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December 17, 2013 at 5:34 PM

Kate Lebo casts a spell with poems and pie

Kate Lebo - The Pie SchoolEven casual bakers know there is a poetry to making pie, but Kate Lebo goes beyond that.

Lebo, a Seattle-based author, both creates pies and uses them as her muse. She teaches both baking and writing, sometimes mixing the two.

Why pie? You might as well ask, why poems? With writing as well as with a crust, she said, “you know it’s done by looking at it.” And an envelope of dough which conceals its insides, “a secret waiting to be told,” doesn’t sound so different whether she’s talking about lemon meringue or lines between hardcovers.

Lebo took the Carl Sagan quote that “If you wish to make an apple pie from scratch you must first invent the universe,” and took it as an invitation, she said at a recent reading at the Elliott Bay Book Co.

After all, she went on, pie is universal: It’s as American as. As sweet as. As easy as. Except when it’s not.

“Anyone who has made a pie knows it’s not easy,” she said.

As an instructor, Lebo is at least able to at least make it unintimidating, rubbing butter and ice water into flour on stage at her reading, talking about the truisms (the water has to be cold) and the falsehoods (“kneading” is not a word to use with pie dough) associated with the process, and passing around a bowl so audience members could see and even smell the proper texture of the dough.

Fittingly, Lebo herself won a “Cake vs. Pie” baking contest sponsored in Seattle by CakeSpy a few years back, with her Ginger Peach Pie (the recipe is in the book, with an accompanying prose poem). She has judged pie at the Iowa State Fair, and teaches “Pie School” baking classes at High Five Pie on Capitol Hill.

“Pie is a folk art. It’s best learned in person,” Lebo said.

Lebo’s “A Commonplace Book of Pie,” ($17.95, Chin Music Press), with illustrations by Jessica Lynn Bonin, is her take on the old-fashioned scrapbooks that used to contain items of interest on a topic, “the things you don’t want to lose.” She includes a handful of recipes — maple blueberry, “mumbleberry” (a mix of berries with a grated top crust), cherry rhubarb. She’s got practical notes, some archly phrased, on crust-making, and pie-related quotes that have caught her eye.

But the meat (or fruit, as you wish) of it is the essay-poems on various types of pie, with one line, for instance, describing turning “April’s greed of blossoms into August’s tyranny of plums.”

On pumpkin, Lebo asks us, in part, to “consider for a moment a can of Libby’s pumpkin purée, how a pumpkin does not have a choice, but if it did, it could become a porch light or a smear on the street. It could be hollowed and hallowed and filled with soup and served in a bistro to people who do not smash pumpkins. It could rot, unsold, in the field, or fill this can of future pie. Do you see now why pumpkin pie is not boring?”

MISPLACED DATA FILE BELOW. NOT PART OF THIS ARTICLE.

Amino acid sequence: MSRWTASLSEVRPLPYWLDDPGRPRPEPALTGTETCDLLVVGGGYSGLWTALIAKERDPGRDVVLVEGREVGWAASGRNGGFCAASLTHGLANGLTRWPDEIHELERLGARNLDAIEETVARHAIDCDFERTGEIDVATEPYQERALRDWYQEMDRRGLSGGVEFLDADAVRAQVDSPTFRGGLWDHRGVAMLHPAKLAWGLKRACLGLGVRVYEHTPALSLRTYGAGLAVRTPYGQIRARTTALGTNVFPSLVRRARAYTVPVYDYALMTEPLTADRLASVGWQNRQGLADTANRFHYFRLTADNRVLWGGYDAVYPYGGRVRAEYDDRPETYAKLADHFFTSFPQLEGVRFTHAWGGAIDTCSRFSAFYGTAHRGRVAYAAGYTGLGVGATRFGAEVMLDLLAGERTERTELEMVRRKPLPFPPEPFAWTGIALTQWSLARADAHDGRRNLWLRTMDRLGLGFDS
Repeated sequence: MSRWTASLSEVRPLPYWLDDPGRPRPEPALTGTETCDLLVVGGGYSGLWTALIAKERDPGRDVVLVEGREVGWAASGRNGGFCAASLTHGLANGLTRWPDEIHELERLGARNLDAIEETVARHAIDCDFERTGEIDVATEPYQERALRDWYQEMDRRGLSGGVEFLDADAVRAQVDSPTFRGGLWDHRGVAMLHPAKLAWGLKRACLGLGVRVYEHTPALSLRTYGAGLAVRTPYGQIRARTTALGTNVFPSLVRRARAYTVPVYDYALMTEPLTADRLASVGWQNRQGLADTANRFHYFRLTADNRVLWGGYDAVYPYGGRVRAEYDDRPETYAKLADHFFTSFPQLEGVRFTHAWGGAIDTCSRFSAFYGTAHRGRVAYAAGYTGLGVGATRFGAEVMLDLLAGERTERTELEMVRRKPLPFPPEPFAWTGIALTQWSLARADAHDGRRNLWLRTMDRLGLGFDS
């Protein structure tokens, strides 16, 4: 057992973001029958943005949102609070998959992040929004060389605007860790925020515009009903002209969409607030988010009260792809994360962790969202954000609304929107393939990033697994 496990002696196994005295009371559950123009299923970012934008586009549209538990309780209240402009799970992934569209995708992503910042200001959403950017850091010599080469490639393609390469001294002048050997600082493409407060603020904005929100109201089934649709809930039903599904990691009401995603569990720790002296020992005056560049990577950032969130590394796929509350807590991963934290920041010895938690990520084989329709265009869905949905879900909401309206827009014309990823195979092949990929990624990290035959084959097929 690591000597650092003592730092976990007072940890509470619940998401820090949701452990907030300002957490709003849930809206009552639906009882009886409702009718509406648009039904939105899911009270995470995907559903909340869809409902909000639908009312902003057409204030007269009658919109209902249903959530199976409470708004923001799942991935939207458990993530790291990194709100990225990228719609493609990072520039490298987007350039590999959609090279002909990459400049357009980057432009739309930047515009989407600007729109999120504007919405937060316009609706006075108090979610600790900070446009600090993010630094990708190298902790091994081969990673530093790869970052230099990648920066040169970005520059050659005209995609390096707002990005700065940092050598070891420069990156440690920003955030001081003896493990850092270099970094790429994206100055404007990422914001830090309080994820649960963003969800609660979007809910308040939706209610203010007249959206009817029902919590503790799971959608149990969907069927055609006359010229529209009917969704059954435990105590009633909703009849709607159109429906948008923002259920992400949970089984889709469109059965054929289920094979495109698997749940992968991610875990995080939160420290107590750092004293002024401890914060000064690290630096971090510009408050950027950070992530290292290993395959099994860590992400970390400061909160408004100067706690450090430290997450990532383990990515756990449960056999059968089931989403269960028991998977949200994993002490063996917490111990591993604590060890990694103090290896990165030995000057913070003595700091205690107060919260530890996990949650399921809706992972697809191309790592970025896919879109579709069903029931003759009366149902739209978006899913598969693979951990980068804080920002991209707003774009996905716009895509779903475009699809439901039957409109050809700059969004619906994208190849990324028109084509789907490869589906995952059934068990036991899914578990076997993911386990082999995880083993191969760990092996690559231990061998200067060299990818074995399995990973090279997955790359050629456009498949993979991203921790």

That approach has won her fans like Sherman Alexie, who wrote that he loved banana cream pie and her poems with “the same fervor.” Writer Kristen Millares Young, who went through the University of Washington MFA program with Lebo, said she brought a warm and confident voice to her work, one that “can be elegant and knowing and innocent and bawdy all at once.” Young, who interviewed Lebo on stage at the book’s release party, called the “Commonplace Book” a book “that’s not about pie but uses pie as an excuse to comment on the desires that make us human,” one that subverts feminine context with feminist awareness.

“Her recipes are magic spells, just like her poems, which open up delight and self-recognition in equal measure.”

On stage, as she mixed the dough by hand, Lebo told the audience that “I think I got stuck in pie because it’s handmade.” Unlike cake, it’s a tactile art — one where you need to trust your senses as much as a recipe’s directives.

“If you’re ever lost, look at what’s in front of you, not what’s in the book,” she said.

And how did she get started baking herself? Did she want to make pie because she wanted to eat pie?

“I made it because I wanted to make it,” she said.

Lebo will be reading at 7 p.m. Jan. 8 at The Station, with Erin Malone, for the Beacon Bards Reading Series. Details here. She will also hold a reading and book signing 7 p.m. Jan. 23, University Bookstore, 4326 University Way N.E., Seattle; free (206-634-3400 or www.ubookstore.com). Schedules for Lebo’s pie-baking classes, which will resume after her book tour, are on her website, katelebo.wordpress.com.

 

Comments | Topics: A Commonplace Book of Pie, Baking, Kate Lebo

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